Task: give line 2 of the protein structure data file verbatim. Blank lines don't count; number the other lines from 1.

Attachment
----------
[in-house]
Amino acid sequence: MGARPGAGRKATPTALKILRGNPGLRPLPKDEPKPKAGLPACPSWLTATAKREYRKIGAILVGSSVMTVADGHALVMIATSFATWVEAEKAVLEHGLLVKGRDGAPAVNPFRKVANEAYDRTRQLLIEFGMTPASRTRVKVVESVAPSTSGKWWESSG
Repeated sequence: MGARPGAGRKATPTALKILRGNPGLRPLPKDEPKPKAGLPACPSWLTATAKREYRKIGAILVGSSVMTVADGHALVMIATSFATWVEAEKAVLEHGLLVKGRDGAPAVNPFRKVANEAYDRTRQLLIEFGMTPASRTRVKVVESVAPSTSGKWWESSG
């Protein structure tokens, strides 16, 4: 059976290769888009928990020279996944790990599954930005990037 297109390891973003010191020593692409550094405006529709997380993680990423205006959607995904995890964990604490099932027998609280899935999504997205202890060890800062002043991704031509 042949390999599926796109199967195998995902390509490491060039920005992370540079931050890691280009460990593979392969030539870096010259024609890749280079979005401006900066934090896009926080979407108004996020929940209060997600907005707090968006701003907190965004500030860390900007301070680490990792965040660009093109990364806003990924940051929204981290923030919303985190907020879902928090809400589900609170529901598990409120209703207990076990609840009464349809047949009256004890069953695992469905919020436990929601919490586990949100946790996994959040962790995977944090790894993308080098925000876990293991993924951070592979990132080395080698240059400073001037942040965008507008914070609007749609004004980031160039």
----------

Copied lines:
Amino acid sequence: MGARPGAGRKATPTALKILRGNPGLRPLPKDEPKPKAGLPACPSWLTATAKREYRKIGAILVGSSVMTVADGHALVMIATSFATWVEAEKAVLEHGLLVKGRDGAPAVNPFRKVANEAYDRTRQLLIEFGMTPASRTRVKVVESVAPSTSGKWWESSG